‘Operation Fit’ empowers families for making health-promoting choices.
Published on: 10-03-2017
The 10th annual Operation Fit, a series of one-week camps for kids, empowered children and families with new tools that will help them live healthier lives. This summer, 30 kids participated in each of the five Operation Fit camps at Loma Linda University Health, which took place from late June to the end of July.
Nearly 1,000 children have attended the student-led camp since it was first held ten years ago, said Marti Baum, assistant professor of pediatrics at Loma Linda University’s School of Medicine, a Seventh-day Adventist-operated school in Loma Linda, California, United States.
Operation Fit participants learn to make healthy choices in areas including portion control, reading food labels, choosing food that is colorful on the plate and the importance of physical activity, Baum said.
“In healthcare, physicians often have 15 minutes with a patient,” she said. “I look forward to Operation Fit each year because it is possible to make a bigger impact that can lead to healthy lifestyle changes in children and families.”
Camp alumni, ages 9 to 15, and their parents will now reinforce and build on the new healthy habits learned at Operation Fit during a five-session nutrition series that will be held weekly at SAC Health System, Baum said.
Fun at Operation Fit
Operation Fit camps are led and staffed by medical students, pediatric residents, and nutrition students from the School of Public Health, Baum said. Faculty and administrative leaders include Ernest Medina, an assistant professor at the School of Public Health, and Camille Clarke, assistant professor of preventive medicine at Loma Linda University’s School of Medicine.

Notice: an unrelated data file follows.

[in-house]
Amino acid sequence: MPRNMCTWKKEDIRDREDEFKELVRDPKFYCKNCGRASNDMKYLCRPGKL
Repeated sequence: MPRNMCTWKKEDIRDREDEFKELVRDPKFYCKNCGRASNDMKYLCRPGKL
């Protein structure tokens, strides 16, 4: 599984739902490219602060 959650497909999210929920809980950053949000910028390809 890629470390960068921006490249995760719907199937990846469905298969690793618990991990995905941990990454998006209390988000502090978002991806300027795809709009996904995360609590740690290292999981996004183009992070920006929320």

Each summer, participants with intellectual and developmental disabilities (IDD) attend the second week of camp, led by Cameron Neece, associate professor in the department of psychology at Loma Linda University’s School of Behavioral Health, with Catherine Sanner, a student in the clinical psychology doctoral program in the School of Behavioral Health.
Psychology students are also involved in a week of Operation Fit for youth with IDD to provide behavior management for the children. Obesity is a growing and concerning problem among youth with IDD, and this intervention is one of the first projects to address this public health issue. Neece and her team have collected data on the outcomes of this camp for youth with IDD, which has been presented at several national meetings.
Nutrition students prepare healthy snacks and lunches to fuel Operation Fit campers, while medical students lead them on scavenger hunts and in activities that teach healthy habits and active living, Baum said.
Parents learn about their own health Thursday evenings during parent education night as they participate in health screenings conducted by Loma Linda University students and community health workers, Baum said.